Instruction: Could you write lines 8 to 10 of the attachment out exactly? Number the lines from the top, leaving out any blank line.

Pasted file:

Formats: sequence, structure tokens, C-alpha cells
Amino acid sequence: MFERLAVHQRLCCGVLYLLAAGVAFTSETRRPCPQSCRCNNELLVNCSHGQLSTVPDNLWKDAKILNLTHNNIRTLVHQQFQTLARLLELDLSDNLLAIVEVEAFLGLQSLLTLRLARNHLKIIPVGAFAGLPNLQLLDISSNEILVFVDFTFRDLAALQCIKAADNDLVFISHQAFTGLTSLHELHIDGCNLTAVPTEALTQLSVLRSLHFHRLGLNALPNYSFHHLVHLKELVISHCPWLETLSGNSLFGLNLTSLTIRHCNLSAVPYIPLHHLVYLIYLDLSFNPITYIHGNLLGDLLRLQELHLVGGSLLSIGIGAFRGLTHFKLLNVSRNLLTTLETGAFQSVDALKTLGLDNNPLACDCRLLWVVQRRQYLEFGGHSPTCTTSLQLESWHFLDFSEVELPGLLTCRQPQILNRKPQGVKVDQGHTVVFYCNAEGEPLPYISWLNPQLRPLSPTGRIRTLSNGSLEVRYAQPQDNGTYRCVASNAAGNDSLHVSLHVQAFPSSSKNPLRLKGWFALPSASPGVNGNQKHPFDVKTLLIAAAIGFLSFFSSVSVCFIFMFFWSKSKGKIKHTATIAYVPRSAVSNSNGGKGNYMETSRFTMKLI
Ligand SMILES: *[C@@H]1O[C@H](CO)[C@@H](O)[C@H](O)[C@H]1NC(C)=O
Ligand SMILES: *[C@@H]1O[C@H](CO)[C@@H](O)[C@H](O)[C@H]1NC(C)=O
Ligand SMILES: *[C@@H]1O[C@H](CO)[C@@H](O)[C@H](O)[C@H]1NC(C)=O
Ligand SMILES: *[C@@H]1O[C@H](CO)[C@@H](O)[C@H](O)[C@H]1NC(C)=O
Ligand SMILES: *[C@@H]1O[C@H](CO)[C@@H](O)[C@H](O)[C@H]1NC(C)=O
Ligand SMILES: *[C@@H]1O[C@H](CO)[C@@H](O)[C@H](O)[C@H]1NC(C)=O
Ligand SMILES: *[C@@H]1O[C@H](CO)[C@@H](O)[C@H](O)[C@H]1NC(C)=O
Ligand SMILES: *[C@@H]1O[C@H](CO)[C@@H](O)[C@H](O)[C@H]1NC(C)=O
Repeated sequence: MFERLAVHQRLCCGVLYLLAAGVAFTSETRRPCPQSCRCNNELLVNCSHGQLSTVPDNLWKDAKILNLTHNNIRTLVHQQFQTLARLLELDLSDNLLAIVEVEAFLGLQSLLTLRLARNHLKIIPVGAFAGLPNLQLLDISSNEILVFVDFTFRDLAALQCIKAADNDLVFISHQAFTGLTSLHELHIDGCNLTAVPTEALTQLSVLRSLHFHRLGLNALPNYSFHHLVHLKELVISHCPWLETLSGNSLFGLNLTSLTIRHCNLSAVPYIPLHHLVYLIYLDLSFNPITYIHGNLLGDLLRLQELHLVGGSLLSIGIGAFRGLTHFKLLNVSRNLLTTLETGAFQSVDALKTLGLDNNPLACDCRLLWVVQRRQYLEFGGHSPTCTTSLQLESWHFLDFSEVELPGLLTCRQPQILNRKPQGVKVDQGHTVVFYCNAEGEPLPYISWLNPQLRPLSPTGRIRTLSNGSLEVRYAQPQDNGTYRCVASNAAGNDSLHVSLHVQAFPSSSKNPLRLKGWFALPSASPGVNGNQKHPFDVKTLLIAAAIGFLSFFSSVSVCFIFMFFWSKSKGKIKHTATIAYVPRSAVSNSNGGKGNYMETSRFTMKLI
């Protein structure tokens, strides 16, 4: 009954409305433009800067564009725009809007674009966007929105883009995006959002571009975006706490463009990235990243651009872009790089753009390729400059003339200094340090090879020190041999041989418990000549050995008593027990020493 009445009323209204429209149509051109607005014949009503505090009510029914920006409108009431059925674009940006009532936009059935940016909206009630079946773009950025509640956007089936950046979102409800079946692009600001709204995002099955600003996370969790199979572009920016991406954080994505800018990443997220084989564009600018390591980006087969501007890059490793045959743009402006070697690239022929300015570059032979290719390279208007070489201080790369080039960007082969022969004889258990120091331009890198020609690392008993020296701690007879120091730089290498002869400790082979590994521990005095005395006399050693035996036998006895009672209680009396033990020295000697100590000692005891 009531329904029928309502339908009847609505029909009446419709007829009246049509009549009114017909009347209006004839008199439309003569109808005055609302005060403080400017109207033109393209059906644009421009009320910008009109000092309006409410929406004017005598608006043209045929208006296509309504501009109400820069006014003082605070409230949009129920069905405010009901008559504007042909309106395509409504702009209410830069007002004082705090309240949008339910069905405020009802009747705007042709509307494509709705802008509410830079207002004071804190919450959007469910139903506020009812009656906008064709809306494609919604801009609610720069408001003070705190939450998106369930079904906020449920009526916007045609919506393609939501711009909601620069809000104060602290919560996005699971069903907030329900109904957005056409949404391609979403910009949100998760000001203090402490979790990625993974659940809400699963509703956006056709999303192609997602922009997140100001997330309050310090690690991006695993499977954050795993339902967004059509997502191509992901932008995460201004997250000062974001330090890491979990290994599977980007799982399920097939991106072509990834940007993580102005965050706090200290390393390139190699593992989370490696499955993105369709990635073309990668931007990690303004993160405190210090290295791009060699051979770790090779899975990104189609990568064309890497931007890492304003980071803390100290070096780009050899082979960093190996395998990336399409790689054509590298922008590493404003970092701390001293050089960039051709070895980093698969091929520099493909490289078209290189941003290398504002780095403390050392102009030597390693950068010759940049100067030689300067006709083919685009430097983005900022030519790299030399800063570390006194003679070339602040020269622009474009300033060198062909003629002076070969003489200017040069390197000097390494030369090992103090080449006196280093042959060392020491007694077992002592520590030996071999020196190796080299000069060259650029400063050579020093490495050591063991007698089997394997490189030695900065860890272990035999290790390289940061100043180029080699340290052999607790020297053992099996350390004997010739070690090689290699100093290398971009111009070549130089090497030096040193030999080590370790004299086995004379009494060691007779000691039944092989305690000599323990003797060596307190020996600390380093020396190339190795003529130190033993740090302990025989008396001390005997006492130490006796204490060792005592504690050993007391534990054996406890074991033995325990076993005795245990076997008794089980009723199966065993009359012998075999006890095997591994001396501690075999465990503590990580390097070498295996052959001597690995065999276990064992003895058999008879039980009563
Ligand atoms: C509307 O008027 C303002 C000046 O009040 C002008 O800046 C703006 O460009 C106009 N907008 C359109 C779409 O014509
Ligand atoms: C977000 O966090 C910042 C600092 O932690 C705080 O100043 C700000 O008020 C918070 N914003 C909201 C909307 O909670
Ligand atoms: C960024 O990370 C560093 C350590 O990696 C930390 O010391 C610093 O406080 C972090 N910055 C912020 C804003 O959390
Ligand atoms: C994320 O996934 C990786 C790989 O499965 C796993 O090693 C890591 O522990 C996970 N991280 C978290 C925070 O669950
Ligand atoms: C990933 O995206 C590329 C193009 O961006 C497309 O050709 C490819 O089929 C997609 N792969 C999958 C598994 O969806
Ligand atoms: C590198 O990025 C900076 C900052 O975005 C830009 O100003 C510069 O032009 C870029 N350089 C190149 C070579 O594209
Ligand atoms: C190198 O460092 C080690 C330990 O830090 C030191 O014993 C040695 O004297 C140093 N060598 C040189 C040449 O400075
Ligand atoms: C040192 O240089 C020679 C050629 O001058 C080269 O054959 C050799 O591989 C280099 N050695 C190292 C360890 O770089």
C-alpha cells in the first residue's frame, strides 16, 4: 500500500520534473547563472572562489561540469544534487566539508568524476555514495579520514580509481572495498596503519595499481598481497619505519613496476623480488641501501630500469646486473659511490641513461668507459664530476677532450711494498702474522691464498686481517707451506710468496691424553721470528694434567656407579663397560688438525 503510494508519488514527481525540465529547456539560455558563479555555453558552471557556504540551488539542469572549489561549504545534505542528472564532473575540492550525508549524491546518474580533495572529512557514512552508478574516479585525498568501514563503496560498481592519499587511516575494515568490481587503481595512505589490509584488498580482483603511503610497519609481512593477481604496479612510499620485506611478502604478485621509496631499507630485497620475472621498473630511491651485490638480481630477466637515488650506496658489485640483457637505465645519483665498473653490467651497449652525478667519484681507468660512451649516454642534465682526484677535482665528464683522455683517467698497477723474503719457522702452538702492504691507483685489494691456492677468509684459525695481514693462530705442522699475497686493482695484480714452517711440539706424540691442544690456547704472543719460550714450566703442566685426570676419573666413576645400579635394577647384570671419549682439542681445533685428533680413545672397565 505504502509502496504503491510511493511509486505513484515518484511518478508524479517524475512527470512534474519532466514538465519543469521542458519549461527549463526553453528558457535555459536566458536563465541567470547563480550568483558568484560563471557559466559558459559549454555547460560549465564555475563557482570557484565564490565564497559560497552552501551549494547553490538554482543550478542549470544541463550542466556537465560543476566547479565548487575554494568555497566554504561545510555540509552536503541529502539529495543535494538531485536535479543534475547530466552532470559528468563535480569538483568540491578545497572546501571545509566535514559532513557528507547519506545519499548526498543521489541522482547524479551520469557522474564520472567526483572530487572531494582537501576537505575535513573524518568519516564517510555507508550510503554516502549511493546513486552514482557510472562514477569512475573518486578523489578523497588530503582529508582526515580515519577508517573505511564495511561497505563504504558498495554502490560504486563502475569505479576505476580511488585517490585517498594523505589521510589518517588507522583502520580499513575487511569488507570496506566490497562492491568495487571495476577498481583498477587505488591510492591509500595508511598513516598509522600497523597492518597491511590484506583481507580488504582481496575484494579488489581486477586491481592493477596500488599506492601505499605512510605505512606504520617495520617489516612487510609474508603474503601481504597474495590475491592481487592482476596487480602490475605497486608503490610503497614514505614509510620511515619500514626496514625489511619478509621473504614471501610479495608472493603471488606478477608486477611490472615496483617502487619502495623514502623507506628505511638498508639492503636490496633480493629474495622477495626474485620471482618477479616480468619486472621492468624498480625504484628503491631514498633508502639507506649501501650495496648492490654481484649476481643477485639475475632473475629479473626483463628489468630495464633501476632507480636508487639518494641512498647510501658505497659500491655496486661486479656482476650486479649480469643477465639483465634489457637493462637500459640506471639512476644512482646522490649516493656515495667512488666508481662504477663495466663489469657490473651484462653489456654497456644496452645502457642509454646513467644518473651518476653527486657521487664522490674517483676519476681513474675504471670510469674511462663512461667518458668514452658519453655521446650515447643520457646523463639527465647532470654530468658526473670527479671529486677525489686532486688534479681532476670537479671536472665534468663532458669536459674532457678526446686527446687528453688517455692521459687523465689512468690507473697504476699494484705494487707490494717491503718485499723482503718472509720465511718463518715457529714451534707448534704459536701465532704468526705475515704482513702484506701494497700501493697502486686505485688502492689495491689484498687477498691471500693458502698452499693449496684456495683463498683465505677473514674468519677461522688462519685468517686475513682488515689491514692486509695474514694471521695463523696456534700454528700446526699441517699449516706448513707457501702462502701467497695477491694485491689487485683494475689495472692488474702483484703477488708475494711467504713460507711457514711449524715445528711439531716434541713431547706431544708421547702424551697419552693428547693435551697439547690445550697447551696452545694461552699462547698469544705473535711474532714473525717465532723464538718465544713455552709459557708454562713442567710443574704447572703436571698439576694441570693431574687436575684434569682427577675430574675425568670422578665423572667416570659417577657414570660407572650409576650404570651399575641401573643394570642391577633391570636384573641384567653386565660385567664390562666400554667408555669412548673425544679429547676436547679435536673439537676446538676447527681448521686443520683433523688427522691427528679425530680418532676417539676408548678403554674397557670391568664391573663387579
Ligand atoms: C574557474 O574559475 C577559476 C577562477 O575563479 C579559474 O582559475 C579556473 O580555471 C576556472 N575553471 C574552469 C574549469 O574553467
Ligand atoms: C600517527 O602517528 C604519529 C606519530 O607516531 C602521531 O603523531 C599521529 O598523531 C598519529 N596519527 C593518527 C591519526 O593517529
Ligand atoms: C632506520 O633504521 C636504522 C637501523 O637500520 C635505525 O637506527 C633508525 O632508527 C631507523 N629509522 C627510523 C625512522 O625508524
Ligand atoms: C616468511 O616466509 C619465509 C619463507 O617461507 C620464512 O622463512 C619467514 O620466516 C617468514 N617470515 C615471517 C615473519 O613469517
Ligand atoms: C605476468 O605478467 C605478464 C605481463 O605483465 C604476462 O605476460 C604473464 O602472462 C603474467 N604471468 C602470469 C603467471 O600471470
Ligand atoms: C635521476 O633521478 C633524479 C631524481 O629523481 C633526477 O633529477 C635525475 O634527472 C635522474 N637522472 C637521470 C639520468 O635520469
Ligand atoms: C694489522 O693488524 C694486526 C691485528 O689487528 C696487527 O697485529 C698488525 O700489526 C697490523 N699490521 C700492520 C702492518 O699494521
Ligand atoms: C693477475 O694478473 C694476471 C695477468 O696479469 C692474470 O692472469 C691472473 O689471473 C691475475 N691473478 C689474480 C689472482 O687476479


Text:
Ligand SMILES: *[C@@H]1O[C@H](CO)[C@@H](O)[C@H](O)[C@H]1NC(C)=O
Ligand SMILES: *[C@@H]1O[C@H](CO)[C@@H](O)[C@H](O)[C@H]1NC(C)=O
Ligand SMILES: *[C@@H]1O[C@H](CO)[C@@H](O)[C@H](O)[C@H]1NC(C)=O